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WhatsApp fined $267m for violating GDPR


WhatsApp Ireland Ltd. has been fined $267 million (€225 million) by the country’s Data Protection Commission (DPC) over non-compliance with the European Union’s General Data Protection Regulation (GDPR).

In an announcement by the Irish DPC, it concluded a GDPR investigation into WhatsApp Ireland Ltd., which started on 10th December 2018, where it examined whether WhatsApp discharged its GDPR transparency obligations with respect to the “provision of information and the transparency of that information to both users and non-users of WhatsApp’s service”. This even included the processing of information between WhatsApp and other companies owned by its parent company, Facebook. This essentially meant that WhatsApp was fined because it failed to inform its users how WhatsApp data could be used by Facebook for other purposes as well.

On what basis was WhatsApp fined

As mentioned before, the investigation began on 10th December 2018, and following an initial investigation, it was reported that the Irish officials wanted to fine WhatsApp €50 million (approx. $59 million). However, the initial fine was vetoed by other data protection agencies that are a part of the European Data Protection Board (EDPB). The EDPB, which is considered the “watchdog” of data privacy in the EU, also made Irish regulators assess other GDPR violations by WhatsApp, thus resulting in the much higher fine announced yesterday.

“On 28 July 2021, the European Data Protection Board (EDPB) adopted a binding decision and this decision was notified to the DPC. This decision contained a clear instruction that required the DPC to reassess and increase its proposed fine on the basis of a number of factors contained in the EDPB’s decision and following this reassessment the DPC has imposed a fine of €225 million on WhatsApp.”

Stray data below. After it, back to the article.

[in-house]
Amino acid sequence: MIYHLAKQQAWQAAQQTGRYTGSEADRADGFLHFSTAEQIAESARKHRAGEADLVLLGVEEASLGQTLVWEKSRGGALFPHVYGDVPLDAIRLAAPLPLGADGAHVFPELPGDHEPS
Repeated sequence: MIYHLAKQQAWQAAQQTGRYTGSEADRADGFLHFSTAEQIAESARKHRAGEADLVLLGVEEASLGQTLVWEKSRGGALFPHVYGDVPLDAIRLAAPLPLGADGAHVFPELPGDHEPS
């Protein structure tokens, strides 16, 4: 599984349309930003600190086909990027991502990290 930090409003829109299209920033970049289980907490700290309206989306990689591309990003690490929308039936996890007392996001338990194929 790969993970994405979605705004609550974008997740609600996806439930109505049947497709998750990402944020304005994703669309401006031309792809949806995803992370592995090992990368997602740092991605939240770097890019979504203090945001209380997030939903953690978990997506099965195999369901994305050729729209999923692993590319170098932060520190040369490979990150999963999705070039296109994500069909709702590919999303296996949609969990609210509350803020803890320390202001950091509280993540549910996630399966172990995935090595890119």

via the DPC announcement published on September 2, 2021

To summarize the findings of the DPC, WhatsApp is in violation of 4 GDPR articles:

“Personal data shall be processed lawfully, fairly, and in a transparent manner in relation to the data subject (lawfulness, fairness, and transparency)”

“Transparent information, communication and modalities for the exercise of the rights of the data subject”

“Information to be provided where personal data are collected from the data subject”

“Information to be provided where personal data have not been obtained from the data subject”

Full report released

The DPC and EDPB have released a full report about the decision to fine WhatsApp over the non-compliance with the above-mentioned GDPR provisions. As per the report, the breakup of the fine is as follows:

  • €90 million for the violation of Article 5(1)(a)
  • €30 million for the violation of Article 12
  • €30 million for the violation of Article 13
  • €75 million for the violation of Article 14

A detailed breakup of the issues are given below:

Source: The Record

Max Schrems, an Austrian lawyer, activist, and the chair of, put out a statement about the decision of the DPC. It is well known that noyb and Schrems have a number of cases pending before the DPC (including the one on WhatsApp) and have been closely monitoring the situation of the DPC since 2011.

“We welcome the first decision by the Irish regulator. However, the DPC gets about ten thousand complaints per year since 2018 and this is the first major fine. The DPC also proposed an initial €50 million fine and was forced by the other European data protection authorities to move towards € 225 million, which is still only 0.08% of the turnover of the Facebook Group. The GDPR foresees fines of up to 4% of the turnover. This shows how the DPC is still extremely dysfunctional.”

via a statement issued by Max Schrems and noyb

It is to be noted that this is the biggest fine issued by the Irish regulators, and the second-biggest fine issued for violating GDPR provisions after Amazon’s $886 million fine by Luxembourg’s National Commission for Data Protection in July 2021.

In a canned statement by WhatsApp, the tech company claims that the decision reflects their situation in 2018, and not in 2021. They also said that they plan to appeal against the decision by the DPC.

About the author

Arjun Ramprasad

Arjun Ramprasad is an undergraduate law student from Symbiosis Law School, Hyderabad with a flair for anything technology. If not here, you can find him performing on various stages as a percussionist.

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